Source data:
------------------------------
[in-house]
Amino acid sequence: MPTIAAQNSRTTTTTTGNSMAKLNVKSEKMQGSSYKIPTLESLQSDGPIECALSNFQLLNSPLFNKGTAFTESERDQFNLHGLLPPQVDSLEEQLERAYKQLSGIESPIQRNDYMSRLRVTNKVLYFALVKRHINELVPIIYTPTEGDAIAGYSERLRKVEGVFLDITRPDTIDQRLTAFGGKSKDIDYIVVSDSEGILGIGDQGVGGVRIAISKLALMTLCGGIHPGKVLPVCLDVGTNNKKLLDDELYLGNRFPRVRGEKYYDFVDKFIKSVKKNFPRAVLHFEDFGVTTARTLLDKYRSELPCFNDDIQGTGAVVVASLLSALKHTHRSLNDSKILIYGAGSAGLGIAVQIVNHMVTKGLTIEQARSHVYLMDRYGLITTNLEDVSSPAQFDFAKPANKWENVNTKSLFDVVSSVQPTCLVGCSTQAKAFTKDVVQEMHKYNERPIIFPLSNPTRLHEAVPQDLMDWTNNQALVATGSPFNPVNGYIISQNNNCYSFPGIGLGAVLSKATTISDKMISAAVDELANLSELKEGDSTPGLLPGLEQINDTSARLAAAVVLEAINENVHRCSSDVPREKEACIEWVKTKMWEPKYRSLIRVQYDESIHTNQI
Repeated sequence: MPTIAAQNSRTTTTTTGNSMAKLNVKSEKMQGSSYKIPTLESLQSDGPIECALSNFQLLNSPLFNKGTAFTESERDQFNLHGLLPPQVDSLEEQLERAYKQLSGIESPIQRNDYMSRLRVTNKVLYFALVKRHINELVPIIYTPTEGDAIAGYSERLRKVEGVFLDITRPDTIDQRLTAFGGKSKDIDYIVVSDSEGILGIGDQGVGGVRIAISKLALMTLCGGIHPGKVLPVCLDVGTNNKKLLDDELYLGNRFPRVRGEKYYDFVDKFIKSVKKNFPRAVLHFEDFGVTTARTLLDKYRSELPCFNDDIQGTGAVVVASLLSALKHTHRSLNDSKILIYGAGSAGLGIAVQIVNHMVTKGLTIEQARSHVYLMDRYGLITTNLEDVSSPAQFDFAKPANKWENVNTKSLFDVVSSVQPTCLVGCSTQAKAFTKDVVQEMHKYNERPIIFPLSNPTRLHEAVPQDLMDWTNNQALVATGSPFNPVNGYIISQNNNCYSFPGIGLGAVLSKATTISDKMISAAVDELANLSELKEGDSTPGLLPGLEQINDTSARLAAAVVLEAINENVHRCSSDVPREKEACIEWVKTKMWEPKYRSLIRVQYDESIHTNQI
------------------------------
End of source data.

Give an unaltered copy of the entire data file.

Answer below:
[in-house]
Amino acid sequence: MPTIAAQNSRTTTTTTGNSMAKLNVKSEKMQGSSYKIPTLESLQSDGPIECALSNFQLLNSPLFNKGTAFTESERDQFNLHGLLPPQVDSLEEQLERAYKQLSGIESPIQRNDYMSRLRVTNKVLYFALVKRHINELVPIIYTPTEGDAIAGYSERLRKVEGVFLDITRPDTIDQRLTAFGGKSKDIDYIVVSDSEGILGIGDQGVGGVRIAISKLALMTLCGGIHPGKVLPVCLDVGTNNKKLLDDELYLGNRFPRVRGEKYYDFVDKFIKSVKKNFPRAVLHFEDFGVTTARTLLDKYRSELPCFNDDIQGTGAVVVASLLSALKHTHRSLNDSKILIYGAGSAGLGIAVQIVNHMVTKGLTIEQARSHVYLMDRYGLITTNLEDVSSPAQFDFAKPANKWENVNTKSLFDVVSSVQPTCLVGCSTQAKAFTKDVVQEMHKYNERPIIFPLSNPTRLHEAVPQDLMDWTNNQALVATGSPFNPVNGYIISQNNNCYSFPGIGLGAVLSKATTISDKMISAAVDELANLSELKEGDSTPGLLPGLEQINDTSARLAAAVVLEAINENVHRCSSDVPREKEACIEWVKTKMWEPKYRSLIRVQYDESIHTNQI
Repeated sequence: MPTIAAQNSRTTTTTTGNSMAKLNVKSEKMQGSSYKIPTLESLQSDGPIECALSNFQLLNSPLFNKGTAFTESERDQFNLHGLLPPQVDSLEEQLERAYKQLSGIESPIQRNDYMSRLRVTNKVLYFALVKRHINELVPIIYTPTEGDAIAGYSERLRKVEGVFLDITRPDTIDQRLTAFGGKSKDIDYIVVSDSEGILGIGDQGVGGVRIAISKLALMTLCGGIHPGKVLPVCLDVGTNNKKLLDDELYLGNRFPRVRGEKYYDFVDKFIKSVKKNFPRAVLHFEDFGVTTARTLLDKYRSELPCFNDDIQGTGAVVVASLLSALKHTHRSLNDSKILIYGAGSAGLGIAVQIVNHMVTKGLTIEQARSHVYLMDRYGLITTNLEDVSSPAQFDFAKPANKWENVNTKSLFDVVSSVQPTCLVGCSTQAKAFTKDVVQEMHKYNERPIIFPLSNPTRLHEAVPQDLMDWTNNQALVATGSPFNPVNGYIISQNNNCYSFPGIGLGAVLSKATTISDKMISAAVDELANLSELKEGDSTPGLLPGLEQINDTSARLAAAVVLEAINENVHRCSSDVPREKEACIEWVKTKMWEPKYRSLIRVQYDESIHTNQI